The Thunder shouldn't expect to fetch a massive return for Paul, but his value isn't going to increase from here. Getting off of that money is key, and any picks or young pieces the Thunder receive in a trade would only add to their repertoire of assets.
Barutha: The Pelicans will have the best record in seeding games
Portland and New Orleans will be the two teams fighting the hardest to take the eighth seed away from Memphis and make it into the playoffs. While Portland getting Jusuf Nurkic back is a huge deal, I'm still in on New Orleans as the better overall team.
Not every team will be trying that hard in the bubble. The Bucks and Lakers might not play their stars more than 25 minutes per game, and even high-level starters could end up on the bench in the late seeding games. No team has more to fight for and the personnel to do it than the Pelicans, who likely have to go at least 6-2 to have a real chance at the postseason.
Since Zion Williamson made his debut Jan. 22, The Pelicans have posted the sixth-best point differential (+4.6). They're a really good team, with one All-Star in Brandon Ingram and two fringe All-Stars in Jrue Holiday and Zion, not to mention a pretty deep cast of role players. I think they'll step up under pressure.
Whalen: The Nets or Wizards go defeated
Because they play each other during the seeding games, it's not possible for both teams to go defeated. Otherwise that would've been my prediction. The Nets' roster isn't quite as alarming as the Wizards', but it's still pretty ugly outside of Caris LeVert and Jarrett Allen.
Brooklyn was smacked around by the Pelicans in Wednesday's opening scrimmage. Now, I will acknowledge that a scrimmage is basically meaningless, while also pointing out that the Nets scored 68 points and lost by 31 points. Jamal Crawford may very well be their second-best scorer.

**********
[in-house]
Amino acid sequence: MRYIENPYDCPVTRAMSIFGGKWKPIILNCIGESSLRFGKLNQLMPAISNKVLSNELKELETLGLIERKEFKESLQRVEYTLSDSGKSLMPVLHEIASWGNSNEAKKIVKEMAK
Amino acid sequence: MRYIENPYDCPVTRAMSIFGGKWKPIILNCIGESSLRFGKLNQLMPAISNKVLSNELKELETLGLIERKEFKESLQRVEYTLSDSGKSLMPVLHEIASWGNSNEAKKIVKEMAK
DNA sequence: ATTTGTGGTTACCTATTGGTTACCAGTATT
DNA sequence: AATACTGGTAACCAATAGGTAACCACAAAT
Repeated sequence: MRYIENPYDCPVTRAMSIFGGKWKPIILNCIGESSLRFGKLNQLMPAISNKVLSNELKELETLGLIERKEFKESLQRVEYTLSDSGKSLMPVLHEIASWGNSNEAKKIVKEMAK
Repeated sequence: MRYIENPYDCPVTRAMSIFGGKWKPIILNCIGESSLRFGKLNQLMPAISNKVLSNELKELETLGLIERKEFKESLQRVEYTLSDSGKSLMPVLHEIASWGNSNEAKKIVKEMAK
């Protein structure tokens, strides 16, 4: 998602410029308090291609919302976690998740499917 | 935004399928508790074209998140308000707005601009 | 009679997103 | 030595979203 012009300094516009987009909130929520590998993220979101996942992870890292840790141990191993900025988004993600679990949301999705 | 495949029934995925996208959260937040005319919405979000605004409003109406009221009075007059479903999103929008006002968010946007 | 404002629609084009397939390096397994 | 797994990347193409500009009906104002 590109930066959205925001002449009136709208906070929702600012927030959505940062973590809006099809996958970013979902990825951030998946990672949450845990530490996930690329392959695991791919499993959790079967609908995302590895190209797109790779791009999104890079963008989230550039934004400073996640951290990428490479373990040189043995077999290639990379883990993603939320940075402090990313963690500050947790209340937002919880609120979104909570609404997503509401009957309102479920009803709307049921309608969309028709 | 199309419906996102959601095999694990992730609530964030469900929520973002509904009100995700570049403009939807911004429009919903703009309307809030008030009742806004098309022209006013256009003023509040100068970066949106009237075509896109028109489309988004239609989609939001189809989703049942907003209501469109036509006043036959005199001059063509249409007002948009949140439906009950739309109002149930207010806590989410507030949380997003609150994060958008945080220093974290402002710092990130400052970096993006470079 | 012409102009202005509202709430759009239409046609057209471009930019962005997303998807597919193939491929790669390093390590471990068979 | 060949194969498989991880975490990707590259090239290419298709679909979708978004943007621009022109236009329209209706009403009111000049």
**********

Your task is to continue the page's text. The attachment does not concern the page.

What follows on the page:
Down John Wall, Bradley Beal and Davis Bertans, the Wizards' roster is downright appalling. Outside of a few intriguing young players – Thomas Bryant, Rui Hachimura, Troy Brown Jr. – there's not much to get excited about. And unlike the Nets, Washington faces an extremely difficult seeding-game schedule, which includes matchups against Indiana, Philadelphia, New Orleans, Oklahoma City, Milwaukee and Boston. Even if some of those teams are resting multiple stars, the remaining roster would likely be as good, if not better, than what the Wizards are throwing out there.
All of this is to say: Nets-Wizards on August 2 will be must-watch TV. There's a reason that game gets the coveted 2:00pm ET on Sunday afternoon time slot.
Barutha: Michael Porter Jr. will swing a playoff series for the Nuggets
Porter made his long-anticipated NBA debut during the fifth game of the season, but he didn't start seeing real minutes until late December. When given extended run, he showed off why he was such a highly-rated prospect coming out of high school. In the eight games that Porter saw 24-plus minutes, he averaged 16.9 points on 11.8 shots, 10.0 rebounds, 2.0 assists and 1.7 combined steals-plus-blocks.